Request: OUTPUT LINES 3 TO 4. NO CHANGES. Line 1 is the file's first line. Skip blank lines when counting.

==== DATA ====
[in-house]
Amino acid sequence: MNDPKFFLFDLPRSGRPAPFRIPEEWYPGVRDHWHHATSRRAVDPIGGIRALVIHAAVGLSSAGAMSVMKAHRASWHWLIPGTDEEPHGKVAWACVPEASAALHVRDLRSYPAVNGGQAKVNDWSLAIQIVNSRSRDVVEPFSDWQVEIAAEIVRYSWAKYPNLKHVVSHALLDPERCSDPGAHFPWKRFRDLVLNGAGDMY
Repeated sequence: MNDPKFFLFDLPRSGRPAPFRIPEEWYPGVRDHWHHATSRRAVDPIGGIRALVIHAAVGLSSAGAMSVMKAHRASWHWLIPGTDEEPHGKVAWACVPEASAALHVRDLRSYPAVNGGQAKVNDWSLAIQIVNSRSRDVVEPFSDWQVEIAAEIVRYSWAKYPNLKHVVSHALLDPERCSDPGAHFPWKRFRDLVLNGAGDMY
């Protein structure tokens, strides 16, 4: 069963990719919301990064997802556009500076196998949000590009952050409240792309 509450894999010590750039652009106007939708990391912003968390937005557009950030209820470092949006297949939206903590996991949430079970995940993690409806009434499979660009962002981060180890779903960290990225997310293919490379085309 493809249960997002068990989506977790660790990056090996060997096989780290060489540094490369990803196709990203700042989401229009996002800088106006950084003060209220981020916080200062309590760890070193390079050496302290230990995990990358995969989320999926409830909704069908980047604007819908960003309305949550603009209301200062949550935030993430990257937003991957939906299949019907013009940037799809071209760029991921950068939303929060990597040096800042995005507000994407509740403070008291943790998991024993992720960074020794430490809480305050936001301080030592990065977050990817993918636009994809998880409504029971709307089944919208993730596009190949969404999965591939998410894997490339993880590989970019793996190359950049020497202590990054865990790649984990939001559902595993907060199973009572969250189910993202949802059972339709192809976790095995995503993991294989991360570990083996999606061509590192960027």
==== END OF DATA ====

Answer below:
Repeated sequence: MNDPKFFLFDLPRSGRPAPFRIPEEWYPGVRDHWHHATSRRAVDPIGGIRALVIHAAVGLSSAGAMSVMKAHRASWHWLIPGTDEEPHGKVAWACVPEASAALHVRDLRSYPAVNGGQAKVNDWSLAIQIVNSRSRDVVEPFSDWQVEIAAEIVRYSWAKYPNLKHVVSHALLDPERCSDPGAHFPWKRFRDLVLNGAGDMY
């Protein structure tokens, strides 16, 4: 069963990719919301990064997802556009500076196998949000590009952050409240792309 509450894999010590750039652009106007939708990391912003968390937005557009950030209820470092949006297949939206903590996991949430079970995940993690409806009434499979660009962002981060180890779903960290990225997310293919490379085309 493809249960997002068990989506977790660790990056090996060997096989780290060489540094490369990803196709990203700042989401229009996002800088106006950084003060209220981020916080200062309590760890070193390079050496302290230990995990990358995969989320999926409830909704069908980047604007819908960003309305949550603009209301200062949550935030993430990257937003991957939906299949019907013009940037799809071209760029991921950068939303929060990597040096800042995005507000994407509740403070008291943790998991024993992720960074020794430490809480305050936001301080030592990065977050990817993918636009994809998880409504029971709307089944919208993730596009190949969404999965591939998410894997490339993880590989970019793996190359950049020497202590990054865990790649984990939001559902595993907060199973009572969250189910993202949802059972339709192809976790095995995503993991294989991360570990083996999606061509590192960027």